And yes, I'm quite aware that many excellent pianists reference his vocal music when they are talking about his piano music. If they have already done that, I shouldn't need to - all I should need is to hear them play.

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#2169393 - 10/21/13 10:44 AM Re: Why listening to recordings is good when learning a piece [Re: wr]
BruceD Offline
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Originally Posted By: wr
[...]
And yes, I'm quite aware that many excellent pianists reference his [Mozart's] vocal music when they are talking about his piano music. If they have already done that, I shouldn't need to - all I should need is to hear them play.


It seems to me that you are missing the point!

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#2169446 - 10/21/13 11:53 AM Re: Why listening to recordings is good when learning a piece [Re: jazzyprof]
Pogorelich. Offline
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Pianoloverus, I'm just extremely confused why you think there is no significant difference between listening to a recording and a lesson. That is just not true. A recording would have never taught me how to produce a big, rich and effortless sound or how to practice specific passages etc etc etc.
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#2169473 - 10/21/13 12:24 PM Re: Why listening to recordings is good when learning a piece [Re: wr]
Pogorelich. Offline
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Originally Posted By: wr
Originally Posted By: bennevis

I'm surprised that even with YouTube easily available to everyone today, there are still pianists playing Mozart who don't listen to his operatic music, concert arias or songs. And don't even know the tune of Dove sono.


Why should they?

I mean, there are a large number of fine piano recordings available of almost any given piano piece of Mozart's, so why would a pianist feel any need at all to hear any of the vocal music, which is not even the same music?

Just because listening to his vocal music improved your understanding (from your POV), doesn't mean that anyone else would have a similar experience. They may already get that aspect of his music, simply from hearing good performances.

Or they may not agree that that sort of transference of vocal to keyboard even matters.


Could this be sarcasm at its best?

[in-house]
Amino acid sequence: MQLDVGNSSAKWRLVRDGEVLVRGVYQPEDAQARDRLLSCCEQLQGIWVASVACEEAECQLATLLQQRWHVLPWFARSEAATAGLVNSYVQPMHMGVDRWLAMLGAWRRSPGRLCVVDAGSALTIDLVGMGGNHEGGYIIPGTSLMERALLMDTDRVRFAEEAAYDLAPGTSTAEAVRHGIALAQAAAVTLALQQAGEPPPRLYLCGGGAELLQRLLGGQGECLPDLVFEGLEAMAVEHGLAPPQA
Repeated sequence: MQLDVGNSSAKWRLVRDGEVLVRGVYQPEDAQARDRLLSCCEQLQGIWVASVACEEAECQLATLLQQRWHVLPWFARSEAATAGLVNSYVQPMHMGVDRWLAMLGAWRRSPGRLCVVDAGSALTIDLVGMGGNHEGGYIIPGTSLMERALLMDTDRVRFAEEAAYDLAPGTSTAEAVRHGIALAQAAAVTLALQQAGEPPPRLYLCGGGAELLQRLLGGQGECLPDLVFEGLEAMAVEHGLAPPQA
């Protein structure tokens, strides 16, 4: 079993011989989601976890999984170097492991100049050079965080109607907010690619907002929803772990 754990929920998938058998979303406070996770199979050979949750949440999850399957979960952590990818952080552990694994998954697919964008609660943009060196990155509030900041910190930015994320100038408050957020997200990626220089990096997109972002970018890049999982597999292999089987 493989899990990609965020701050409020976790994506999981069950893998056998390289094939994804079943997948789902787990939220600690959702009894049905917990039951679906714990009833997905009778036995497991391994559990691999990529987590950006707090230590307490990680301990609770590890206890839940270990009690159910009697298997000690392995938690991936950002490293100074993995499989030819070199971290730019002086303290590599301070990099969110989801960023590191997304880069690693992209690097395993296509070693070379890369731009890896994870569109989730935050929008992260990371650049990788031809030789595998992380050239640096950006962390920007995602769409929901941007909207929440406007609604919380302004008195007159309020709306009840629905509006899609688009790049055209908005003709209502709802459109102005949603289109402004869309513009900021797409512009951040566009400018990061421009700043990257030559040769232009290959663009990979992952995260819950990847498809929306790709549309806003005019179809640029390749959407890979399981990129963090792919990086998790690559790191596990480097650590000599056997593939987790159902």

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#2169520 - 10/21/13 01:48 PM Re: Why listening to recordings is good when learning a piece [Re: Pogorelich.]
pianoloverus Online   content
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Originally Posted By: Pogorelich.
Pianoloverus, I'm just extremely confused why you think there is no significant difference between listening to a recording and a lesson. That is just not true. A recording would have never taught me how to produce a big, rich and effortless sound or how to practice specific passages etc etc etc.
There is no significant difference in the sense one can learn a great deal from each. That is how I have used "significant difference" throughout this thread. I even gave a very specific example from my own playing.


Edited by pianoloverus (10/21/13 01:51 PM)

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#2169544 - 10/21/13 02:32 PM Re: Why listening to recordings is good when learning a piece [Re: jazzyprof]
Pogorelich. Offline
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Well, I don't know. I certainly have learned a lot from orchestral recordings or watching concerts, but it's a very different kind of learning.

If I had the choice, I would much rather have a lesson with my teacher..
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#2169691 - 10/21/13 06:26 PM Re: Why listening to recordings is good when learning a piece [Re: jazzyprof]
Louis Podesta Offline
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Okay, now the Aspy is going to weigh in.

First, my late teacher taught all of his students to listen to multiple recordings of every piece they were working on. He did this because, unlike Dr. Mark C., not every person has the Rachmaninoff luxury of being able to listen to a ton of great pianists in concert. (It really wasn't a luxury, it was the only way they had prior to recordings)

Second, when my teacher instructed us to listen to recordings, and also films of Rubinstein, Horowitz, and Arrau, he always said to look for any little trick of the trade they we could pick up from these great artists.

Accordingly, the first thing I noticed was that, as different as these gentleman were in terms of style, they all sat very still, and were very body-centered with little or not facial emotion. They were all zoned-in to their music.

If I had not been taught how to critically listen, and sometimes watch, I would have never picked up on the arpeggiation, et al, of the old recordings. This in turn led me to the discovery of the original style of 19th century performance, which I recently have been able to prove started in the 17th century, even before the classical period. (Mark C.!)

When I listen to Radu Lupu play the the Brahms Intermezzo Op. 118 No. 2, I listen for what he does that I like that I could possible adapt to my performance. The complete performance of whatever I listen to, and now watch on You Tube, is very rarely the totality of my experience.

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#2169727 - 10/21/13 07:36 PM Re: Why listening to recordings is good when learning a piece [Re: Pogorelich.]
wr Offline
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Registered: 11/23/07